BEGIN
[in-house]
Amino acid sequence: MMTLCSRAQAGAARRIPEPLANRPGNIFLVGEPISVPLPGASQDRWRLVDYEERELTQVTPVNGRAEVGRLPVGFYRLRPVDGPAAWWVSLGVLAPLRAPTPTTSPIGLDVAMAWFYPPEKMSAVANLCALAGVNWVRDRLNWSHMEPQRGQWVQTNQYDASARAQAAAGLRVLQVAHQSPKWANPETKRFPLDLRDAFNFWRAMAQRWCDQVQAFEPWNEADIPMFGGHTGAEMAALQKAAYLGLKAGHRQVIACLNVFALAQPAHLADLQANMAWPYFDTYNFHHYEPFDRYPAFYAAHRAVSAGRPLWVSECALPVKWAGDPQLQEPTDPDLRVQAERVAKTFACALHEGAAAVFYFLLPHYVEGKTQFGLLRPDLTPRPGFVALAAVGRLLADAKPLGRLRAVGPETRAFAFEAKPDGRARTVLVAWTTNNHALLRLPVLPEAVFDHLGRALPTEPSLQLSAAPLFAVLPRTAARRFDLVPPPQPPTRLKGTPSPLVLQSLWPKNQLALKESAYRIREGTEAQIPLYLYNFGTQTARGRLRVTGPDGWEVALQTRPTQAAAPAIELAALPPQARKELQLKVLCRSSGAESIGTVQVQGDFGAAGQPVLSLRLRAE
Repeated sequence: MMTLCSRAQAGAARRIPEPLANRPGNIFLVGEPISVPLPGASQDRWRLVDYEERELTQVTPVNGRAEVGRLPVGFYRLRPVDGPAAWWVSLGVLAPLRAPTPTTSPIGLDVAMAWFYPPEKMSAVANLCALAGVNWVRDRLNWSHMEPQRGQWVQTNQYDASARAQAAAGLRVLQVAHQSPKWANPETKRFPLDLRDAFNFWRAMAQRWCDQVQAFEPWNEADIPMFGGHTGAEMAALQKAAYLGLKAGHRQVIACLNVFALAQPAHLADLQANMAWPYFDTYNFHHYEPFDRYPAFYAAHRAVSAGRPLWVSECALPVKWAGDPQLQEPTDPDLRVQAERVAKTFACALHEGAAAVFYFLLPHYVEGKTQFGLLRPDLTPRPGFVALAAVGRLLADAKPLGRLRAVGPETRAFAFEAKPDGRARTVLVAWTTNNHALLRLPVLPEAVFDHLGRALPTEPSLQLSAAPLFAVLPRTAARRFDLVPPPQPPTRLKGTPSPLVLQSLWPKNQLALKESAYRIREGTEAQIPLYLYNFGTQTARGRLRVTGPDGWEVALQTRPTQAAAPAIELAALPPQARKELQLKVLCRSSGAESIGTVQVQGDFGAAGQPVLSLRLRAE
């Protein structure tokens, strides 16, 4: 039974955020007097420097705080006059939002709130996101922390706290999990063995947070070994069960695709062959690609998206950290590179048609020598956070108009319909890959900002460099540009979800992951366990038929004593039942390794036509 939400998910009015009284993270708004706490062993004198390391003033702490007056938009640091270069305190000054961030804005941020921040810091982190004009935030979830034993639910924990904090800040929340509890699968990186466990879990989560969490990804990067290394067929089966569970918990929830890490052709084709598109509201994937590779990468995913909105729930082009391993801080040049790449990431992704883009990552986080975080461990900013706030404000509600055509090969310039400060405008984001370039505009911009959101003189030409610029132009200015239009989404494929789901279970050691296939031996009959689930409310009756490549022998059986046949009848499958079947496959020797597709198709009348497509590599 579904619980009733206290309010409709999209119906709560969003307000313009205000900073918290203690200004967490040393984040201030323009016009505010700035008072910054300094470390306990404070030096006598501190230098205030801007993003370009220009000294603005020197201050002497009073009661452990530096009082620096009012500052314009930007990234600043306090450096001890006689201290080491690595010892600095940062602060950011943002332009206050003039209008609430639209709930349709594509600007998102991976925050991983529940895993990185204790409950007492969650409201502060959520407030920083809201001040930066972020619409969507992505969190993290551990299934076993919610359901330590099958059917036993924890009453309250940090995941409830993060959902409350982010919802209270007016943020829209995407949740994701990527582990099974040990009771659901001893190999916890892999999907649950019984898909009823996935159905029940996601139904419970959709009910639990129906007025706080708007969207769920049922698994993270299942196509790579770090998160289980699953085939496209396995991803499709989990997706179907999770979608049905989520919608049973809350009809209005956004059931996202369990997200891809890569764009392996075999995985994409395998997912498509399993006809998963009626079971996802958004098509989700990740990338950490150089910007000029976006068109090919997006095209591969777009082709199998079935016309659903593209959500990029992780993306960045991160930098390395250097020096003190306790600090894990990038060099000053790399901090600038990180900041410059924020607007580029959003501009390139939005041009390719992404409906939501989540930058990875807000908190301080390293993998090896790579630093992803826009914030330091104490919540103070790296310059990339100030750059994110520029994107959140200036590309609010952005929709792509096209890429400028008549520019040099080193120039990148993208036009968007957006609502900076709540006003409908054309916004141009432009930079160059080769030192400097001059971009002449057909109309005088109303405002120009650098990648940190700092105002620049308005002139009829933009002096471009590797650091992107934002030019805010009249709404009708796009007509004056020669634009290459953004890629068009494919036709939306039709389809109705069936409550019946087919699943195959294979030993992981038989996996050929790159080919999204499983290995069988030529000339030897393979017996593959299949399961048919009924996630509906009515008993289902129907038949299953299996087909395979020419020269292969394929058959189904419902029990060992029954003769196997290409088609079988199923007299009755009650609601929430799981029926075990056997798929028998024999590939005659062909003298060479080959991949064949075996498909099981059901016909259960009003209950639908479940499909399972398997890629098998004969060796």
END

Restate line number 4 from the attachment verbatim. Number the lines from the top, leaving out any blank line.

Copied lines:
């Protein structure tokens, strides 16, 4: 039974955020007097420097705080006059939002709130996101922390706290999990063995947070070994069960695709062959690609998206950290590179048609020598956070108009319909890959900002460099540009979800992951366990038929004593039942390794036509 939400998910009015009284993270708004706490062993004198390391003033702490007056938009640091270069305190000054961030804005941020921040810091982190004009935030979830034993639910924990904090800040929340509890699968990186466990879990989560969490990804990067290394067929089966569970918990929830890490052709084709598109509201994937590779990468995913909105729930082009391993801080040049790449990431992704883009990552986080975080461990900013706030404000509600055509090969310039400060405008984001370039505009911009959101003189030409610029132009200015239009989404494929789901279970050691296939031996009959689930409310009756490549022998059986046949009848499958079947496959020797597709198709009348497509590599 579904619980009733206290309010409709999209119906709560969003307000313009205000900073918290203690200004967490040393984040201030323009016009505010700035008072910054300094470390306990404070030096006598501190230098205030801007993003370009220009000294603005020197201050002497009073009661452990530096009082620096009012500052314009930007990234600043306090450096001890006689201290080491690595010892600095940062602060950011943002332009206050003039209008609430639209709930349709594509600007998102991976925050991983529940895993990185204790409950007492969650409201502060959520407030920083809201001040930066972020619409969507992505969190993290551990299934076993919610359901330590099958059917036993924890009453309250940090995941409830993060959902409350982010919802209270007016943020829209995407949740994701990527582990099974040990009771659901001893190999916890892999999907649950019984898909009823996935159905029940996601139904419970959709009910639990129906007025706080708007969207769920049922698994993270299942196509790579770090998160289980699953085939496209396995991803499709989990997706179907999770979608049905989520919608049973809350009809209005956004059931996202369990997200891809890569764009392996075999995985994409395998997912498509399993006809998963009626079971996802958004098509989700990740990338950490150089910007000029976006068109090919997006095209591969777009082709199998079935016309659903593209959500990029992780993306960045991160930098390395250097020096003190306790600090894990990038060099000053790399901090600038990180900041410059924020607007580029959003501009390139939005041009390719992404409906939501989540930058990875807000908190301080390293993998090896790579630093992803826009914030330091104490919540103070790296310059990339100030750059994110520029994107959140200036590309609010952005929709792509096209890429400028008549520019040099080193120039990148993208036009968007957006609502900076709540006003409908054309916004141009432009930079160059080769030192400097001059971009002449057909109309005088109303405002120009650098990648940190700092105002620049308005002139009829933009002096471009590797650091992107934002030019805010009249709404009708796009007509004056020669634009290459953004890629068009494919036709939306039709389809109705069936409550019946087919699943195959294979030993992981038989996996050929790159080919999204499983290995069988030529000339030897393979017996593959299949399961048919009924996630509906009515008993289902129907038949299953299996087909395979020419020269292969394929058959189904419902029990060992029954003769196997290409088609079988199923007299009755009650609601929430799981029926075990056997798929028998024999590939005659062909003298060479080959991949064949075996498909099981059901016909259960009003209950639908479940499909399972398997890629098998004969060796």